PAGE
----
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No. 61: Jan-Feb 1989

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A Mammoth Fraud In Science

Holly Oak pendant showing a mammoth The Holly Oak pendant, shown in the accompanying sketch, reveals a mammoth incised on a piece of seashell. Said to have been discovered in 1864 at a Delaware archeological site, it has been employed to "prove" two different theories:

  1. That humans were in North America as the Ice Ages waned and when mammoths still roamed the continent; and
  2. The the mammoth survived in North America well into the Christian era.

    In an article in American Antiquity, J.B. Griffin et al marshall considerable evidence implying that the Holly Oak pendant is a fraud. Much of this contrary evidence seems weak:

    1. The discoverer of the pendant, H.Y. Cresson, was not highly regarded in American archeological circles of the time;
    2. The pendant was not taken seriously by other archeologists;
    3. The drawing of the mammoth "looks like" it was copied from an accepted European engraved tusk; and
    4. The shell from which the Holly Oak pendant was made "looks like" shells found in other archeological sites with more recent dates; and so on.

      The only "hard" evidence that the pendant is a fake comes from radiocarbon dating, which suggests that the shell is only 1530 110 years old. The authors state that since mammoths positively did not survive that recently, the pendant must be a fraud.

      Griffin et al thus dump the Holly Oak oendant into the archeological wastebasket of "proven" frauds. This rather large wastebasket, they say, also contains the Calaveras skull, the Davenport elephant pipes, the Lenape stone, and the Nampa Image!

      (Griffin, James B., et al; "A Mammoth Fraud in Science," American Antiquity, 53:578, 1988. Also: Lewin, Roger; "Mammoth Fraud Exposed," Science, 242: 1246, 1988.)

      Comment. We hate to see the Holly Oak pendant consigned to that infamous wastebasket, but the marks against it, soft as many of them are, are multitudinous. It could be resurrected as an anomaly if the radiocarbon date is shown to be grossly in error, as they sometimes are for seashells; or if the mammoth really did hang on it North America until fairly recent times. In our handbook Incredible Life, we have 10 pages of rather "soft" data that imply that the mammoths actually did survive the BC/AD transition.

      Reference. The book Incredible Life is described here.

      From Science Frontiers #61, JAN-FEB 1989. 1989-2000 William R. Corliss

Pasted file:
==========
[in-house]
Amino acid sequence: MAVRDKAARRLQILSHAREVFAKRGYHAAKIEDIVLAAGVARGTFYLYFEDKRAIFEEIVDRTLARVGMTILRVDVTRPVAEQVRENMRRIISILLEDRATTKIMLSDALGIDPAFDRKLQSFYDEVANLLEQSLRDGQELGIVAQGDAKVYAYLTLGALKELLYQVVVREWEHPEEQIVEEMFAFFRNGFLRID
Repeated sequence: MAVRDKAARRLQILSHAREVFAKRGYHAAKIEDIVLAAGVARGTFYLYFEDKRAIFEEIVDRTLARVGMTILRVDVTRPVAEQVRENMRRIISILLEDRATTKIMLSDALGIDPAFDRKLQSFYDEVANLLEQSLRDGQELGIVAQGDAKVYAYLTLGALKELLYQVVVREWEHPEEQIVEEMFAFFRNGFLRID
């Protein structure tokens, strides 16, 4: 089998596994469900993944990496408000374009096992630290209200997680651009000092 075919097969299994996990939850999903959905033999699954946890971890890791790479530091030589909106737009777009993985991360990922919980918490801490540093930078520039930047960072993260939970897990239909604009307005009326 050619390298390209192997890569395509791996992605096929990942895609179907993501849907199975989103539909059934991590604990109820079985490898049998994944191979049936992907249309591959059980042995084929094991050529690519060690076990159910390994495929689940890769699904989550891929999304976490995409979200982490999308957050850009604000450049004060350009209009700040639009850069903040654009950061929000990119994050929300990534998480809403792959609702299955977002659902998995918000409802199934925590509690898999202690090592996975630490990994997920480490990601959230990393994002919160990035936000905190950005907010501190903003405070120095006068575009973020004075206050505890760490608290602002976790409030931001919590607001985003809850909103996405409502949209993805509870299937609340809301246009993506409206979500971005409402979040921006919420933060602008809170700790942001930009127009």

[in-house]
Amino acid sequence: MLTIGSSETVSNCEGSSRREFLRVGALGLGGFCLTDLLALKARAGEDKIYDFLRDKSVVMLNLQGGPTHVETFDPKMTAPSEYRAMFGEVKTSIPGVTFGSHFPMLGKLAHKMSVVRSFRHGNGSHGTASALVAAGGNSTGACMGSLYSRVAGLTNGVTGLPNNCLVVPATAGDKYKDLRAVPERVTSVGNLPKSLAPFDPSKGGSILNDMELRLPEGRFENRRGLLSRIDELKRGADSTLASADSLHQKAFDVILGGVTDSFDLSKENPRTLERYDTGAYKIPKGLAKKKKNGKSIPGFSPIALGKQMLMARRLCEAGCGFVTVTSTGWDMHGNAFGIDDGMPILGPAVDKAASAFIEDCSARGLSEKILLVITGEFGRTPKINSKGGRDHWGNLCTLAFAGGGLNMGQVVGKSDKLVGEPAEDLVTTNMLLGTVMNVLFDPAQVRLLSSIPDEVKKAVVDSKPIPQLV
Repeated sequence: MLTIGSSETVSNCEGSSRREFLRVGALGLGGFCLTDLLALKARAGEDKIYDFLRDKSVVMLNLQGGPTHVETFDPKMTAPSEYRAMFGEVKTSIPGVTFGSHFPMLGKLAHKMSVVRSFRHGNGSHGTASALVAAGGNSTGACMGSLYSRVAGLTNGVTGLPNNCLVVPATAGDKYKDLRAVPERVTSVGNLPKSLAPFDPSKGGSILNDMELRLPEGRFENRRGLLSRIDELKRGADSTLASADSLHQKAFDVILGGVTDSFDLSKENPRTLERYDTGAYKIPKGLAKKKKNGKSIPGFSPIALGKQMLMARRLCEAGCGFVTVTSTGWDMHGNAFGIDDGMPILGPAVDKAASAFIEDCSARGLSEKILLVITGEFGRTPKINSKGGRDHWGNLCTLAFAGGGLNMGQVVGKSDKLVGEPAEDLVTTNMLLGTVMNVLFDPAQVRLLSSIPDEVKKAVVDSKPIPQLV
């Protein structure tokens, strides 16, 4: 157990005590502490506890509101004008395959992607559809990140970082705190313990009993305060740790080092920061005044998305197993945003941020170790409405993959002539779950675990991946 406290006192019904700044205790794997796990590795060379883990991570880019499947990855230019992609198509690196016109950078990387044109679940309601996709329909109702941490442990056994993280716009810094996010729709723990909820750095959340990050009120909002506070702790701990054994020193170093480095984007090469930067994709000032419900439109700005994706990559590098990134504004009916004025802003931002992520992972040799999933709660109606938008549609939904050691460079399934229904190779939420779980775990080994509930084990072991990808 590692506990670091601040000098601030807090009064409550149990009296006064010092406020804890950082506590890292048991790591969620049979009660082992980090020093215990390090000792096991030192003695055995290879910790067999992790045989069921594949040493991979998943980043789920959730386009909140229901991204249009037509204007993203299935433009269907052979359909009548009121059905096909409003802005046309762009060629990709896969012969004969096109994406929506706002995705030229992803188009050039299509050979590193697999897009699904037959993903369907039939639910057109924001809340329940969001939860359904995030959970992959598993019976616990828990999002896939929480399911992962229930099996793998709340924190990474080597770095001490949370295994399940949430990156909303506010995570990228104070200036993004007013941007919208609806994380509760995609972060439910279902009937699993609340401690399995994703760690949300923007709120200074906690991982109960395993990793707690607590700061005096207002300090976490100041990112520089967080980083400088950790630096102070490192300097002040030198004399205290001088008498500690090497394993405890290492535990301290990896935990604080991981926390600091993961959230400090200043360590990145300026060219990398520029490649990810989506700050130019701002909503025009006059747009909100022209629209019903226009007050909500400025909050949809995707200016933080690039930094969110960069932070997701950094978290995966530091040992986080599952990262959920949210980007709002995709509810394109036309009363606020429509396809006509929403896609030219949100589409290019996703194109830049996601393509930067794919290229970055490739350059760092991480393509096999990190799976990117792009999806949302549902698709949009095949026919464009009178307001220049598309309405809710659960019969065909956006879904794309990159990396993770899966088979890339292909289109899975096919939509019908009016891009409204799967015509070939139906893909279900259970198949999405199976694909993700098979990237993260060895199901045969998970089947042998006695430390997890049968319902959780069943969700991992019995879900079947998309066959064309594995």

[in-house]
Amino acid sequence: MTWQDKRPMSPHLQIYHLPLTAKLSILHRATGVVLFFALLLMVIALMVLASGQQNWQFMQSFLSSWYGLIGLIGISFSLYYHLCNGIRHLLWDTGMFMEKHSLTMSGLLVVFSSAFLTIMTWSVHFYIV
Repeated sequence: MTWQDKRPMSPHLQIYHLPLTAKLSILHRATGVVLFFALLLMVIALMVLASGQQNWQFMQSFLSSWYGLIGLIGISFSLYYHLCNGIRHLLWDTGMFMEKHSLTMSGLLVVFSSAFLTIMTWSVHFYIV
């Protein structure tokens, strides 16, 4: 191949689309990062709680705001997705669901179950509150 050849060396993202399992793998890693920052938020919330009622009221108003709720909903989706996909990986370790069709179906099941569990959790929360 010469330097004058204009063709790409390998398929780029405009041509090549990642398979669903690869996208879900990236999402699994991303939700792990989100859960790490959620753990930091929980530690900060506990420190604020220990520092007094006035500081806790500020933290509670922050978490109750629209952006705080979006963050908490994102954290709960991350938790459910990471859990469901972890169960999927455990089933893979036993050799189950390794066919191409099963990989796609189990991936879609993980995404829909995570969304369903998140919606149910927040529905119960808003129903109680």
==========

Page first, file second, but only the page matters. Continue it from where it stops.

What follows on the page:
Science Frontiers Sourcebook Project Reviewed in:


      • "A sourcebook of unexplained phenomena is therefore a valuable addition to a collection of scientific literature. William R. Corliss has provided this in the past with his source books of scientific anomalies in several subjects, and now he has provided it for astronomy. He has done an excellent job of collecting and editing a large amount of material, taken in part from scientific journals and in part from scientific reporting in the popular or semi-scientific press." -- "The Mysterious Universe: A Handbook of Astronomical Anomalies", reviwed by Thomas Gold, Cornell University, in Icarus, vol.41, 1980

      • "An interesting, systematic presentation of unusual weather [..] This book is recommended for a general audience" --"Corliss, William R., Tornados, Dark Days, Anomalous Precipitation, and Related Weather Phenomena, Sourcebook Project, 1983.", revieweed in Choice, September 1983
      • "..the science is necessarily somewhat speculative, but Corliss's symthesis is based on reputable sources." -- "Corliss, William R. (Compiler). Lightning, Auroras, Nocturnal Lights, and Related Luminous Phenomena" reviwed by Joseph M. Moran, Univ. of Wisconsin in Science Books and Films, Sep/Oct 1983

      • "Before opening the book, I set certain standards that a volume which treads into dangerous grounds grounds like this must meet. The author scrupulously met, or even exceeded those standards. Each phenomenon is exhaustively documented, with references to scientific journals [..] and extensive quotations" -- "Book Review: The moon and planets: a catalog of astronomical anomalies", The Sourcebook Project, 1985., Corliss, W. R., Journal of the Royal Astronomical Society of Canada, Vol. 81, no. 1 (1987), p. 24., 02/1987